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    Asbestos scares reignite Senate Inquiry into non-conforming building products

    Nathan Johnson

    A new Senate committee has been formed to inquire into the issue of non-conforming building products entering the Australian construction industry through illegal imports.

    The original committee, which was tasked with reporting on the problem by 12 October 2015, was granted a series of extensions before being finally dissolved at the time of the last federal election. The re-formed Senate committee has been provided with expanded terms of reference to look into the illegal import of asbestos into the country. This committee has been given time until 25 May 2017 to complete their inquiry and report on the matter.

    Additional terms of reference have been included in the inquiry following the asbestos scares in major buildings across the country. These include discoveries of asbestos tainted products at Brisbane’s 1 William Street and the $1.2 billion Perth Children’s Hospital in July, as well as a more recent asbestos discovery at the construction site of the new Royal Hobart Hospital in Tasmania.

    To top it all off, more asbestos was discovered in imports from China in August, this time by the Australian Border Force at the Port of Brisbane.

    Specifically, the new inquiry into non-conforming building products will cover:

    The illegal importation of products containing asbestos and its impact on the health and safety of the Australian community, with particular reference to:

    a. the prevalence and sources of illegally imported products containing asbestos;

    b. the effect of illegally imported products containing asbestos on: industry supply chains, including importers, manufacturers and fabricators, and, workplace and public safety and any associated risks;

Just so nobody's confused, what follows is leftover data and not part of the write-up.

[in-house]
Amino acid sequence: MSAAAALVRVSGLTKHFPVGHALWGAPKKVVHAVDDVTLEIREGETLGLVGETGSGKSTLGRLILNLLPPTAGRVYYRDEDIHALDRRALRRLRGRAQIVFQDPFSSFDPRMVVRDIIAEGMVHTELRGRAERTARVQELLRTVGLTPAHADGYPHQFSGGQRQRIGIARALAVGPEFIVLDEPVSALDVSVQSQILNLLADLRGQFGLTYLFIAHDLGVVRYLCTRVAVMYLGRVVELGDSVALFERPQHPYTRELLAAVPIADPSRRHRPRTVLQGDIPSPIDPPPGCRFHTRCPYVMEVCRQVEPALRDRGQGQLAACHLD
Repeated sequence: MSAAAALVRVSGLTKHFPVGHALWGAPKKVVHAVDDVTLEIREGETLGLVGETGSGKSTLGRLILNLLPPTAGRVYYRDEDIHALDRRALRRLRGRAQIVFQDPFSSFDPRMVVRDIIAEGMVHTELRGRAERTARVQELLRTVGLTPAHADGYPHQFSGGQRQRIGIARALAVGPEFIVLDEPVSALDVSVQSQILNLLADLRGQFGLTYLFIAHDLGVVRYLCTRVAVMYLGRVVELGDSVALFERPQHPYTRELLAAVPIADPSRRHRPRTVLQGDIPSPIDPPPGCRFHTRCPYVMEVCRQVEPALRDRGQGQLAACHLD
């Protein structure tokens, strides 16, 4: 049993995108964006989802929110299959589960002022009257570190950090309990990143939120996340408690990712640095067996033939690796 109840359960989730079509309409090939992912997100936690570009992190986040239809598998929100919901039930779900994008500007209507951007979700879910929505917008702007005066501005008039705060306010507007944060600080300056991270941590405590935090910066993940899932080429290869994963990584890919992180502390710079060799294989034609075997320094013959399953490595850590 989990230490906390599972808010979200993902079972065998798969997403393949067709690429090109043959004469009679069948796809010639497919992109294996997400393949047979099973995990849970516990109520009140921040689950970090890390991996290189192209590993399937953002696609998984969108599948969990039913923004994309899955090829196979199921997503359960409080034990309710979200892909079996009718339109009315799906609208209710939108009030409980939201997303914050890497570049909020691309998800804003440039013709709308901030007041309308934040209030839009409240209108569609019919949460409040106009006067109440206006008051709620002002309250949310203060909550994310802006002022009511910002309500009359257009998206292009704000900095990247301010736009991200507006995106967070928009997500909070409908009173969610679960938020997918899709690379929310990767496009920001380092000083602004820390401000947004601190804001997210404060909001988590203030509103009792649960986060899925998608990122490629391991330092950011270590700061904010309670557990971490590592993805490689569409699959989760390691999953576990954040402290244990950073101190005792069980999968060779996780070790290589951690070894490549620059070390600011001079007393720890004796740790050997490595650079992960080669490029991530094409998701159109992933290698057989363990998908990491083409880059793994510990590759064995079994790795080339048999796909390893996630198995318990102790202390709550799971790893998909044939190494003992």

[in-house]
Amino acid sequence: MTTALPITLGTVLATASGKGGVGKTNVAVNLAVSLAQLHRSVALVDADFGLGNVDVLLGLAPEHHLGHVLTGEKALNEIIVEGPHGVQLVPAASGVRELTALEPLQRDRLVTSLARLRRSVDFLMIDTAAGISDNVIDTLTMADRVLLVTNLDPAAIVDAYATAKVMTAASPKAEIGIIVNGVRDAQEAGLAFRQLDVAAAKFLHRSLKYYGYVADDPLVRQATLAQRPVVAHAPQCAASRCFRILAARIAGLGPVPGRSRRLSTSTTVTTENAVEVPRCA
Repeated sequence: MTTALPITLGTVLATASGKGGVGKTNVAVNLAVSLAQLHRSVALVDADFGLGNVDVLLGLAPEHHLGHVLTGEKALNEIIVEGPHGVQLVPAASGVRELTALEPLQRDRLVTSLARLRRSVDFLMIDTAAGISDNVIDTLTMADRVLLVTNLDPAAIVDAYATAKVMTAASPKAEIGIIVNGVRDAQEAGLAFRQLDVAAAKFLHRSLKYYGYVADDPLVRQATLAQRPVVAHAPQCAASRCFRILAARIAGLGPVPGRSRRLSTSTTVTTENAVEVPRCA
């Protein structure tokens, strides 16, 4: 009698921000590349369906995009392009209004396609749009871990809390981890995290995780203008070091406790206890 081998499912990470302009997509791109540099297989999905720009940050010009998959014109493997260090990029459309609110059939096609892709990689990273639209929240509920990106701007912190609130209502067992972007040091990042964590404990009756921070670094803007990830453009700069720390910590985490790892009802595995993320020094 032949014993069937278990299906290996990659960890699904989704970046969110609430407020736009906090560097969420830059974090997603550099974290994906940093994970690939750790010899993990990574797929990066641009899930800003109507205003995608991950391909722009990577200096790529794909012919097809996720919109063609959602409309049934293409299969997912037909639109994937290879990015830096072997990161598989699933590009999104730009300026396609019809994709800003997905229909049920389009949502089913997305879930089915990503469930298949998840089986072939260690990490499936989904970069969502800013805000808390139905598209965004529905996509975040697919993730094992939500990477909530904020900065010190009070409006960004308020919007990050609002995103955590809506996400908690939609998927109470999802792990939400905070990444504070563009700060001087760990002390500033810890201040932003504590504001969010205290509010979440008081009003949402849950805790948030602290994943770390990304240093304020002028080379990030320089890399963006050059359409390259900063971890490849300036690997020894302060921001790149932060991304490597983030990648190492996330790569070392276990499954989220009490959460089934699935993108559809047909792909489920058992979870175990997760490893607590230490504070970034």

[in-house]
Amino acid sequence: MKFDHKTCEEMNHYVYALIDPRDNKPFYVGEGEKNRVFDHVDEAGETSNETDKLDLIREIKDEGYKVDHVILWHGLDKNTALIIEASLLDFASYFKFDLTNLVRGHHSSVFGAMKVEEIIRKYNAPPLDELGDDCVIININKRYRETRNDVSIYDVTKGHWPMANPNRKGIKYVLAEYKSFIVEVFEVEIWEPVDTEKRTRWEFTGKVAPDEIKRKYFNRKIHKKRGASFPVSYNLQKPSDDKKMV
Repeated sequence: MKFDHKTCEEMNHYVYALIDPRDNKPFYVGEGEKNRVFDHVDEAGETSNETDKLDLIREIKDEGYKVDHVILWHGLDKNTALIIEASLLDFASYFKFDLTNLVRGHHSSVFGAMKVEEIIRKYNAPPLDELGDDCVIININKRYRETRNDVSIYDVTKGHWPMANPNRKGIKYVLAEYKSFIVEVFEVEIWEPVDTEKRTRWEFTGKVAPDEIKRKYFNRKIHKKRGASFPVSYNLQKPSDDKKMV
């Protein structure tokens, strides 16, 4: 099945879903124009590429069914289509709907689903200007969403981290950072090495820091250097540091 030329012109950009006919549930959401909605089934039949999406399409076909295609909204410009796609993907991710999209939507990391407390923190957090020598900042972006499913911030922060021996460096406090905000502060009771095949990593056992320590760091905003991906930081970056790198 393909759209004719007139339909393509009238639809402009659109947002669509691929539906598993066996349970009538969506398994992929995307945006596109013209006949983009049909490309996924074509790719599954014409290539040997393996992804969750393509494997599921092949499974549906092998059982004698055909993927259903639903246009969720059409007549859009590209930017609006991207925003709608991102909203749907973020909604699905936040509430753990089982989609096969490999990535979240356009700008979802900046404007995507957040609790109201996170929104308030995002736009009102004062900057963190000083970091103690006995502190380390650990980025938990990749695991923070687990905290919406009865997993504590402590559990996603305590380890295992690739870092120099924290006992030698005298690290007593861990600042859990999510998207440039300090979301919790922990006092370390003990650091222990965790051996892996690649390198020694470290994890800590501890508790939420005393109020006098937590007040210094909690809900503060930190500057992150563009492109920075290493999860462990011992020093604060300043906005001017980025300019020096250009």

c. possible improvements to the current regulatory frameworks for ensuring products containing asbestos are not illegally imported to Australia, with particular reference to the effectiveness of: policing, enforcement, surveillance and screening of imported products, including restrictions and penalties imposed on importers and end users of products containing asbestos; preventing exposure and protecting the health and safety of workers and other people affected by the illegal importation of products containing asbestos; establishing responsibility for remediation of sites where illegally imported products containing asbestos has been found; and coordination between Commonwealth, state and territory governments and the role of the Australian Government in coordinating a strategic approach to preventing the importation of products containing asbestos.

    Free online building products register to fight non-conforming building products

    Meanwhile, an online National Construction Product Register database (NCPR) should be up and running next year and will assist the construction industry in finding building products that conform to Australian standards.

    The Board of Construction Information Systems Limited (NATSPEC) is developing the web portal in response to concerns from government and industry organisations that an increasing number of non-conforming construction materials are being used on Australian buildings.

    This initiative is supported by industry organisations including: Air Conditioning and Mechanical Contractors’ Association of Australia, Australian Institute of Building, Australian Institute of Building Surveyors, Australian Institute of Quantity Surveyors, Consult Australia, Engineers Australia, Master Builders Australia and Standards Australia.

    Submissions to the inquiry will close on 1 December 2016.

    More information on making a submission here

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